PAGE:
Do nonbelievers know more about faith than believers?
Do atheists and agnostics know more about Christianity than Christians? That’s what you would think if you scanned the headlines being generated by a new Pew Forum test on religious knowledge. The Los Angeles Times: “If you want to know about God, you might want to talk to an atheist.” NPR: “Atheists and agnostics know more about Bible than religious.” USA Today: “Unbelievers aced out the faithful when it comes to religious knowledge.” CNN: “It’s not evangelicals or Catholics who did best—it’s atheists and agnostics.”
Is it really true that nonbelievers know more about faith than believers?
Atheists and agnostics answered 20.9 out of 32 questions correctly; white evangelical Protestants scored 17.6; white Catholics scored 16.0; white mainline Protestants scored 15.8. So it would seem that people with no faith know more about faith than those who have it.
But the reports I’ve read on the survey are misleading. When I went to the Pew Forum’s own website, I discovered that only 12 of their 32 questions on religion dealt with Christianity. Eleven related to world religions; others focused on religion in public life.
Contrary to public impression, evangelical Christians did better than atheists/agnostics on questions dealing with Christianity. But atheists and agnostics did much better than evangelicals on questions which focused on world religions, which makes sense as 70% of those who are affiliated with a religion say they seldom or never read about other religions. And atheists and agnostics did better with questions about the role of religion in public life. That’s understandable, as this issue is more relevant to them than to typical Christians.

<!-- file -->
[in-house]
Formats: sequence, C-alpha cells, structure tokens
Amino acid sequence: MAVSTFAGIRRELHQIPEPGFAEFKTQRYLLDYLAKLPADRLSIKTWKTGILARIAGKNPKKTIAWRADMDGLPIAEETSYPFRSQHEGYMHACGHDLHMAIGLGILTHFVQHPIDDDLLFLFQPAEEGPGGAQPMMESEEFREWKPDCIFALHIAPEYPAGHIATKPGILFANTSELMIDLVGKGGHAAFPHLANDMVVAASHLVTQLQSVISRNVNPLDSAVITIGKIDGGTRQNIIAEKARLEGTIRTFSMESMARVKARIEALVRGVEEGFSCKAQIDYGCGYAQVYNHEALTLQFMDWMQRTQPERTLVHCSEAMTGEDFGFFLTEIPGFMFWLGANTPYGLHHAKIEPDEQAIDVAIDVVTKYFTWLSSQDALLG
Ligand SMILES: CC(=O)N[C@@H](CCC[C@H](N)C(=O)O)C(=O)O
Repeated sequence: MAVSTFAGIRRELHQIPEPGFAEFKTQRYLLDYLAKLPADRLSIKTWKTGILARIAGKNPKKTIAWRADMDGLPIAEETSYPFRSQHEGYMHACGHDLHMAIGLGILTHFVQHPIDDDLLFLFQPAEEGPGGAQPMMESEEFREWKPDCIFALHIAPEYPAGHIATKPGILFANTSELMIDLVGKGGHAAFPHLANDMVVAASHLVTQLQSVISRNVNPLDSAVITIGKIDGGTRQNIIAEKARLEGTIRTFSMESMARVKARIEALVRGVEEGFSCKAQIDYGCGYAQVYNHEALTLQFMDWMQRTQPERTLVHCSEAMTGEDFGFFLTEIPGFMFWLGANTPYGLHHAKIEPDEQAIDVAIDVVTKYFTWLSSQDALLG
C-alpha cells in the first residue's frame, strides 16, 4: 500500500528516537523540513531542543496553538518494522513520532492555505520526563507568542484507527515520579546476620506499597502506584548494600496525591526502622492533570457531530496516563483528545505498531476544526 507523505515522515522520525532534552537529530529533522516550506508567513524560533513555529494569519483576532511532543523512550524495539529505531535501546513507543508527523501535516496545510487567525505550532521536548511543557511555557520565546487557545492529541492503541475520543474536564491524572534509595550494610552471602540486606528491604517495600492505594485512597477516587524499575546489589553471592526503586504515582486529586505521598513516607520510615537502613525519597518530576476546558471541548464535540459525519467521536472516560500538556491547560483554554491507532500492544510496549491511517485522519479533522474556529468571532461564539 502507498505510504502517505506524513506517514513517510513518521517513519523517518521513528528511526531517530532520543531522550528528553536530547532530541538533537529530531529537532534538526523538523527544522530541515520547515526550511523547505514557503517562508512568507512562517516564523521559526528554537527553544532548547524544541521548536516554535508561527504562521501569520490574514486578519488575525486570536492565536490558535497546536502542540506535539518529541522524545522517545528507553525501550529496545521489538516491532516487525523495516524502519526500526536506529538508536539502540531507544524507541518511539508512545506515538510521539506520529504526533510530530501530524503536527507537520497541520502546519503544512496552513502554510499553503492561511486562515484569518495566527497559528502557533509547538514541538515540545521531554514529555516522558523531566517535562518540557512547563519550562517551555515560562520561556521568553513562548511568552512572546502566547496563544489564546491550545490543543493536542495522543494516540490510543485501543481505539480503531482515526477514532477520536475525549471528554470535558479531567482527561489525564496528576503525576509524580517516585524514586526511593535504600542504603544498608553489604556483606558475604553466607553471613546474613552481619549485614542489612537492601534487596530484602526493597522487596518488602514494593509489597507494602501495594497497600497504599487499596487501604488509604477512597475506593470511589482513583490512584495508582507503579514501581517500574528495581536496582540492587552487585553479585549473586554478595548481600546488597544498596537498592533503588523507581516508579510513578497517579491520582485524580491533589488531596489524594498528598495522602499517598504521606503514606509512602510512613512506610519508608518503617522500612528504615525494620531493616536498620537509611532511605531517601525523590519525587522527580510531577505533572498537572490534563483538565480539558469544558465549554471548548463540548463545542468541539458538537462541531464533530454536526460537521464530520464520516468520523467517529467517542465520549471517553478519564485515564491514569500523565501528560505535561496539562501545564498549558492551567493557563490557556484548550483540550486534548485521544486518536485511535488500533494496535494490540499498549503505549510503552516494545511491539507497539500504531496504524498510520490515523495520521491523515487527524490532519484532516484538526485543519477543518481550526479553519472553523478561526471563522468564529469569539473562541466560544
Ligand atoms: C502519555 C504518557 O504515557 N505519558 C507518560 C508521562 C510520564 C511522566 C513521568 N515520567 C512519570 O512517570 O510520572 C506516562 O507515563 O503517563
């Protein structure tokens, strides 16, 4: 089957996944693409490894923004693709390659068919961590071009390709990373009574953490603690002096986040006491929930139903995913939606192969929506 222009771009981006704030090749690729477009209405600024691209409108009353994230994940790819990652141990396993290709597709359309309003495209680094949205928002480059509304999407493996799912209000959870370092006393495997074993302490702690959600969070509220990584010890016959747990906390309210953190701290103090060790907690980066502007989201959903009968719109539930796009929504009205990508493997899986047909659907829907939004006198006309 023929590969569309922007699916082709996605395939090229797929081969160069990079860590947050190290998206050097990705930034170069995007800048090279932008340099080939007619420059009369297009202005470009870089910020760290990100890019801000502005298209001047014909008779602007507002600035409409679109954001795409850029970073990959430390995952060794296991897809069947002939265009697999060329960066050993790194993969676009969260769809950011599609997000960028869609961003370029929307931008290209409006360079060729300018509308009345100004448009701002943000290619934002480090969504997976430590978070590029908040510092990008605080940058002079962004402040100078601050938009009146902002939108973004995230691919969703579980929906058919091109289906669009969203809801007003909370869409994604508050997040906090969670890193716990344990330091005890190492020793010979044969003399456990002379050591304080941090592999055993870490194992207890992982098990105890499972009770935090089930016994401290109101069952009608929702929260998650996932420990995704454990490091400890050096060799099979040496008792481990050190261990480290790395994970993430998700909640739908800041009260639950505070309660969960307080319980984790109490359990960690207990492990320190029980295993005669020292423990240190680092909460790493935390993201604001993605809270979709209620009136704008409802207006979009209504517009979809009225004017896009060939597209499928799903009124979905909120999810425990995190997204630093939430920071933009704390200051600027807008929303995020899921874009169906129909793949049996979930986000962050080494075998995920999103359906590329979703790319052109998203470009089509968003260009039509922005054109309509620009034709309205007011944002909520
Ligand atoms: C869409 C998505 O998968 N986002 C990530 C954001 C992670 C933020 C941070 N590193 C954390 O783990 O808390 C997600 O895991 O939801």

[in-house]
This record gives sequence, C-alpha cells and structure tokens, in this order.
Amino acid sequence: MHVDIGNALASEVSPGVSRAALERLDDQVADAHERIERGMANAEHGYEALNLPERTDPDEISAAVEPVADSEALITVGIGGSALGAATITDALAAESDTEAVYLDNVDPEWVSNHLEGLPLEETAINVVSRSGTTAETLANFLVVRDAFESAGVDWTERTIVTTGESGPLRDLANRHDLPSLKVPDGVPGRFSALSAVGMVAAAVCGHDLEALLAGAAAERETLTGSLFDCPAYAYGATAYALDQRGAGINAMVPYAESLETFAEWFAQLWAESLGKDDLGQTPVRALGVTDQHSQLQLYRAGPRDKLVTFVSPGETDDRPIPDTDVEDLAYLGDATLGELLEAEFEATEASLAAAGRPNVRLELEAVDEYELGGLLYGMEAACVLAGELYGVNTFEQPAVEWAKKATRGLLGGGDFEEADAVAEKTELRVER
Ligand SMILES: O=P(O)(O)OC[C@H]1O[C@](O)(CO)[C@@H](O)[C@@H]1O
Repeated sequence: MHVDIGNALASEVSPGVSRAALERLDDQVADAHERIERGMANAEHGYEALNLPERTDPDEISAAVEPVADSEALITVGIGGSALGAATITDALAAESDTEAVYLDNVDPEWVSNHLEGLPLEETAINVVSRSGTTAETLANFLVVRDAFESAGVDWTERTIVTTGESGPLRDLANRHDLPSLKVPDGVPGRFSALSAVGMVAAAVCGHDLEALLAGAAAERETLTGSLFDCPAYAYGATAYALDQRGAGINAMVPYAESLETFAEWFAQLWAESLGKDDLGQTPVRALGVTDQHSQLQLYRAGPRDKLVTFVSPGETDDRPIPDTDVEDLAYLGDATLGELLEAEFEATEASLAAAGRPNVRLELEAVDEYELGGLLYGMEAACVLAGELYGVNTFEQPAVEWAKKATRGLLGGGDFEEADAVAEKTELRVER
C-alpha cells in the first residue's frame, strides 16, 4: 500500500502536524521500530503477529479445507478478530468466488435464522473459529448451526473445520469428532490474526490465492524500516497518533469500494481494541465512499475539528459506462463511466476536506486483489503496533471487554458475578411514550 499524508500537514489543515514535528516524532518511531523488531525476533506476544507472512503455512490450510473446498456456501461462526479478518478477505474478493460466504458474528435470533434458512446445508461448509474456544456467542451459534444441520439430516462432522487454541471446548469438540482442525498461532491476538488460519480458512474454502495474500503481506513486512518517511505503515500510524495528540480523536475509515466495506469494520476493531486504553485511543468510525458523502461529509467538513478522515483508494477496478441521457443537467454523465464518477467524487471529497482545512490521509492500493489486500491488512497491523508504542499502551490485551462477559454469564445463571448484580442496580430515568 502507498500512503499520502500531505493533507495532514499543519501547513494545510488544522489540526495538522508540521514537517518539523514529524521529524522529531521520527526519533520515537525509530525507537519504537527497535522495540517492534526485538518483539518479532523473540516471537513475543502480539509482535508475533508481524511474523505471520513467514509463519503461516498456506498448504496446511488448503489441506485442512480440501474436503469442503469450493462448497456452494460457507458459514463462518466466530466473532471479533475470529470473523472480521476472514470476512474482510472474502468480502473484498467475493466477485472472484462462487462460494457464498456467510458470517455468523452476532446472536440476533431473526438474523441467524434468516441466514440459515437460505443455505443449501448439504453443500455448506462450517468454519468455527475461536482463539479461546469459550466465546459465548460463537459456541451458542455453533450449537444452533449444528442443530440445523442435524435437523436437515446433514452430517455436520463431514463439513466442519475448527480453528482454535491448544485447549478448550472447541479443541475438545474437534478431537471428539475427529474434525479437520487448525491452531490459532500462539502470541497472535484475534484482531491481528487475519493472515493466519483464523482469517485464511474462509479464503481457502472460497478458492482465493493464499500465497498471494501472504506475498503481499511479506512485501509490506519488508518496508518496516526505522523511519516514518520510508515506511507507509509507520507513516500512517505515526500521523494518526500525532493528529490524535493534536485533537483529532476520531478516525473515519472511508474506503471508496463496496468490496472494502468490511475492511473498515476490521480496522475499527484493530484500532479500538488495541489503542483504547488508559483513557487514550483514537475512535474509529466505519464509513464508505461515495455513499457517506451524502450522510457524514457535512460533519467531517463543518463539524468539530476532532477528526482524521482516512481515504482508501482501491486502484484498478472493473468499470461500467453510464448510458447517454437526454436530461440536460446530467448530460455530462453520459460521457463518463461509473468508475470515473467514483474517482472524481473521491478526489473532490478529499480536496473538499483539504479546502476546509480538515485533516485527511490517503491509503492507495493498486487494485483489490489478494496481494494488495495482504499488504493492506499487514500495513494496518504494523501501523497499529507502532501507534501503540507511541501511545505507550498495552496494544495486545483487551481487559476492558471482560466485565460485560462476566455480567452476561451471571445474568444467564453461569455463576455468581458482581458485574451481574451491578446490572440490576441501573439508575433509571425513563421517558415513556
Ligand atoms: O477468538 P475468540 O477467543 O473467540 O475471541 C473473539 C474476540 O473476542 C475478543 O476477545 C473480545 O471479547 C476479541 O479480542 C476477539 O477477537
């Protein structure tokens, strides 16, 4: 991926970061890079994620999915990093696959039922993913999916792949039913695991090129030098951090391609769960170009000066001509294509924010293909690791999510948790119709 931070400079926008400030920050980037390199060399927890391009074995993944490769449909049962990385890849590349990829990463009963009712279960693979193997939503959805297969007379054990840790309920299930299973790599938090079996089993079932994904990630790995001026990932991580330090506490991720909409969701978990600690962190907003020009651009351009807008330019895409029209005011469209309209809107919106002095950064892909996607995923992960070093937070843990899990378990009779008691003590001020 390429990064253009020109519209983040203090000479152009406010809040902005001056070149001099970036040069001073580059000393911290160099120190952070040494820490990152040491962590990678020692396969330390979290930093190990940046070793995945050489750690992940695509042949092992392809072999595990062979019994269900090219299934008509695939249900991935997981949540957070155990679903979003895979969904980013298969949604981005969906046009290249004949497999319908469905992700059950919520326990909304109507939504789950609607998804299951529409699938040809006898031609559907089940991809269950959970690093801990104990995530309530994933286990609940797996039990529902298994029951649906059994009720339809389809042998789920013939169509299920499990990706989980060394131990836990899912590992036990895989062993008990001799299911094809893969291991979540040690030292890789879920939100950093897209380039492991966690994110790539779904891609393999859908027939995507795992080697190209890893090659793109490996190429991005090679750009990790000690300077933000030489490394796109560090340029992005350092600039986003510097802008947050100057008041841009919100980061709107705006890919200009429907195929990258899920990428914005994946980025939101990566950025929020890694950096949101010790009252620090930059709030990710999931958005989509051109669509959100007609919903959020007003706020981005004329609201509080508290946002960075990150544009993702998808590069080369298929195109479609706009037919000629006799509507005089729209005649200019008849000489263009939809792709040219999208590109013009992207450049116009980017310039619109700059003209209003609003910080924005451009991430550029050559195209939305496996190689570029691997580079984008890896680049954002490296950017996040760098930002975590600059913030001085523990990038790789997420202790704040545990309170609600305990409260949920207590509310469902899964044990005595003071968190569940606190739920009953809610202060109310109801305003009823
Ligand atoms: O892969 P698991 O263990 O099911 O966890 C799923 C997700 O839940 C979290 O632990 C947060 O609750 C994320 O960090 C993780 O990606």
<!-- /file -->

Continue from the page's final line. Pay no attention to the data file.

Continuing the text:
So it turns out that nonbelievers don’t know more about Christianity than Christians. And there’s more to the story. People who attend worship services at least once a week and say that religion is very important in their lives did better than those with less commitment. People who were members of religious youth groups did better than average. And those who read the Bible at least once a week scored better.
Atheists and agnostics don’t know more about our faith than evangelical Christians, media reports to the contrary. But there is no question that churches and ministries must do much more to educate believers about the basics of the faith, as well as the beliefs of other religions and the role of religion in public life.
When I graduated from college, the man who gave the academic scholarship which enabled me to attend his university pulled me aside. He looked into my eyes and said something I’ve never forgotten: “The Holy Spirit has a strange affinity for the trained mind.” The more educated we are, the more usable we are.
Our Father invites us to “reason together” (Isaiah 1:18). We are called to love God “with all your mind” (Matthew 22:37). Our Lord deserves excellence in all we do. Oswald Chambers‘ life motto should be ours: “My Utmost for His Highest.” Does he have yours?